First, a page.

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Based on a previous question What cheap colour calibrators are available for Linux?

One of the answers was ColorHug (from http://www.hughski.com). This seems quite value for money. Has anyone tested it? Good/bad experience with it?

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up vote 12 down vote accepted

I have one. You're right — it's a good value for the money, and there's basically no catch except that if you're running under Mac or Windows you'll need to know a little more about what you're doing than you might if you just bought one of the big-name devices.

That's because there's only software for Linux. If you are using Linux (any modern distribution), it's pretty much plug in, go to the Color settings, hit the calibrate button, affix the device to the screen, and 20 minutes later you've got a working, active profile. It's very fast, too — much faster than competing devices. (20 minutes is for a high-accuracy profile — you can get a quick one in just a few minutes.)

If you're using a different operating system, you can still use the device, though. It ships with (or you can download) a "live CD" which you can boot and run from without disturbing your existing operating system. Instructions for this are here — in short, it boots to a simple desktop environment from with utilities available, allowing you to create a profile which you can then transfer to your other OS. (It's also easy to make a bootable USB stick from this image. A future version might include that in the device itself, making a super-convenient portable package.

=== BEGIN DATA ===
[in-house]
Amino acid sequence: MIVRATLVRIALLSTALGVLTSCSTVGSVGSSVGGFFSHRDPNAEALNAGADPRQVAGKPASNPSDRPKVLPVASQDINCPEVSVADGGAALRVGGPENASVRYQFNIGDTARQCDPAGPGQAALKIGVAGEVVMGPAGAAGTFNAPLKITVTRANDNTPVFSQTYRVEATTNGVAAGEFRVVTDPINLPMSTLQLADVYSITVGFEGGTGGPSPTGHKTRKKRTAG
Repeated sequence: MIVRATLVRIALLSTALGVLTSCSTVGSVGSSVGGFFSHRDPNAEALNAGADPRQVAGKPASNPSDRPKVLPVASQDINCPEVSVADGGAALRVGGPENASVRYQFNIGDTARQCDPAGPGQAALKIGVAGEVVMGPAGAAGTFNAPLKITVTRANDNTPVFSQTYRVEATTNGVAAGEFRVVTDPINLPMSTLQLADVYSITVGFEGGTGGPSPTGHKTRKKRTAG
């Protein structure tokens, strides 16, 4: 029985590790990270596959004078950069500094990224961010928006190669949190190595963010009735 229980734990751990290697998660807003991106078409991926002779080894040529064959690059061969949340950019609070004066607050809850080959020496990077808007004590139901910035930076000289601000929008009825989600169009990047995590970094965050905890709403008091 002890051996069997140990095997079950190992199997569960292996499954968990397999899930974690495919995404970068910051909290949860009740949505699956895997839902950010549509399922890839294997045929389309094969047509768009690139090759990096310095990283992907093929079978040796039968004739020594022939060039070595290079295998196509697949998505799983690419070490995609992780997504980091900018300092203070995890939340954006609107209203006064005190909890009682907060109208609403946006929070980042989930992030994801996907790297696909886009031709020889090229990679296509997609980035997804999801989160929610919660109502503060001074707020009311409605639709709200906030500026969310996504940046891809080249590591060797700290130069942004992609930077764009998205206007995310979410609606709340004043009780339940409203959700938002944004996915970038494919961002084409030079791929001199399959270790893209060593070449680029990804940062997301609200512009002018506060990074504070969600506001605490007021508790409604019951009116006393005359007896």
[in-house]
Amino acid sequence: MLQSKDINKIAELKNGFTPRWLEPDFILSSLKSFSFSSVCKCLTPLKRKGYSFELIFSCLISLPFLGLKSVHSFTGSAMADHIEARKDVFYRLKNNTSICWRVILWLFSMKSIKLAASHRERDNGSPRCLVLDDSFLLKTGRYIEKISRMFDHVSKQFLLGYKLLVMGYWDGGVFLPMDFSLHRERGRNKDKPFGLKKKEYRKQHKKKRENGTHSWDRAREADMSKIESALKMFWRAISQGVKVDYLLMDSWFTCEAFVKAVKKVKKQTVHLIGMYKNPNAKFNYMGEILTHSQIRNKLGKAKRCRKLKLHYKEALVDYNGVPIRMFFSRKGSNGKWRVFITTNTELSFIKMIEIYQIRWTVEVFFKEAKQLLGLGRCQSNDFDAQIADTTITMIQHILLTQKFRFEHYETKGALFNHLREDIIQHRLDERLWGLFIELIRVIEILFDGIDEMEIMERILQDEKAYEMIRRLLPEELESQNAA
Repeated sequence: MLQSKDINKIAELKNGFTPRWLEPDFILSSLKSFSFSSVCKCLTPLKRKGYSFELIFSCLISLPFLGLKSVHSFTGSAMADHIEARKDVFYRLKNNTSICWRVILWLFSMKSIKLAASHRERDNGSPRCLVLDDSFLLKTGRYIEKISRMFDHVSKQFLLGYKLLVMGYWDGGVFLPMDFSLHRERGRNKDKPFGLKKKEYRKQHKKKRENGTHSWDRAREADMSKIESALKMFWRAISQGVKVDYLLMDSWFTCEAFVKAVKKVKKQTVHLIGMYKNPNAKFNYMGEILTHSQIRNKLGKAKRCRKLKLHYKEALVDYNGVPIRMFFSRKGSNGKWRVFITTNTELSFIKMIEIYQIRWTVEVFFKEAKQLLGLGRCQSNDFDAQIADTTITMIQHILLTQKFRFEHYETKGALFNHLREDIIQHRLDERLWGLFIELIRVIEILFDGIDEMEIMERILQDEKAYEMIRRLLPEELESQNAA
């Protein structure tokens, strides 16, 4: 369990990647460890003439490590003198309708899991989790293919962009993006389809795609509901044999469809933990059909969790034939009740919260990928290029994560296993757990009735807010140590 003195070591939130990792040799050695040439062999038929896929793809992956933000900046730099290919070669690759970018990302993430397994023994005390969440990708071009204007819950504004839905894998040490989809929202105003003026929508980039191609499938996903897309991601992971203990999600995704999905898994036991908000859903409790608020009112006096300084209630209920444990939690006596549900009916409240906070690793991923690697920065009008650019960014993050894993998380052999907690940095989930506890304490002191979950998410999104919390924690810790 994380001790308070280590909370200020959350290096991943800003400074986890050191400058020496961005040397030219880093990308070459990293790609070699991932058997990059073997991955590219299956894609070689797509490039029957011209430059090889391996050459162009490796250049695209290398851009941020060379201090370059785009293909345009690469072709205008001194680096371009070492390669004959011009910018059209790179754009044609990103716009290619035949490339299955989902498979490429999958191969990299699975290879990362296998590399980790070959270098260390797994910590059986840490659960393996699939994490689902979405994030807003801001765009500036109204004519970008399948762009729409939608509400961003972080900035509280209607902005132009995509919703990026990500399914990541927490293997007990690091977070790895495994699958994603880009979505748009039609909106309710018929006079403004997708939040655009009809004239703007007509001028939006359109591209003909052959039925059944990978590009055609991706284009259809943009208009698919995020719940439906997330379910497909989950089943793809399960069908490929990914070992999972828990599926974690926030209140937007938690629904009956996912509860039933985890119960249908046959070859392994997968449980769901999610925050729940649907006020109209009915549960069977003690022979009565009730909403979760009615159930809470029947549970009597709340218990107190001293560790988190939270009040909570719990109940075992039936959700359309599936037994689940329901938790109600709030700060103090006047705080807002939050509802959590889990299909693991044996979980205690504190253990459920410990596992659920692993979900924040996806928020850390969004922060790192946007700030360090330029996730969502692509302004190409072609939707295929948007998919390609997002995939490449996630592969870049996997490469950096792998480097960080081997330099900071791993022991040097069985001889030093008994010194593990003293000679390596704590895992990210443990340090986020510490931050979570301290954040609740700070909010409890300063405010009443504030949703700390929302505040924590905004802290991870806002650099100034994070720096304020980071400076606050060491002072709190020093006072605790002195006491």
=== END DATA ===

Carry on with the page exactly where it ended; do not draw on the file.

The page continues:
I'd been using my 27" iMac at work (running Linux) uncalibrated, and I was shocked to see the result after calibrating, because it seemed way, way too red. But, after working with it for a while and letting my eyes adjust, I've realized that nope, it's correct — the default was hyper-blue, and the neutral colors look off by contrast. In searching, this appears to be common reaction.

Oh, there is one more caveat. The ColorHug is a colorimeter, not a photospectrometer. If you have a wide-gamut display, you need to have the latter for best results, or at least have a color matrix (which you load into the ColorHug) for your particularly display type prepared by someone who does. There are some pre-existing matrices for such displays for the ColorHug, but not many.

There's also a good review of the ColorHug at Linux Weekly news: https://lwn.net/Articles/499231/.

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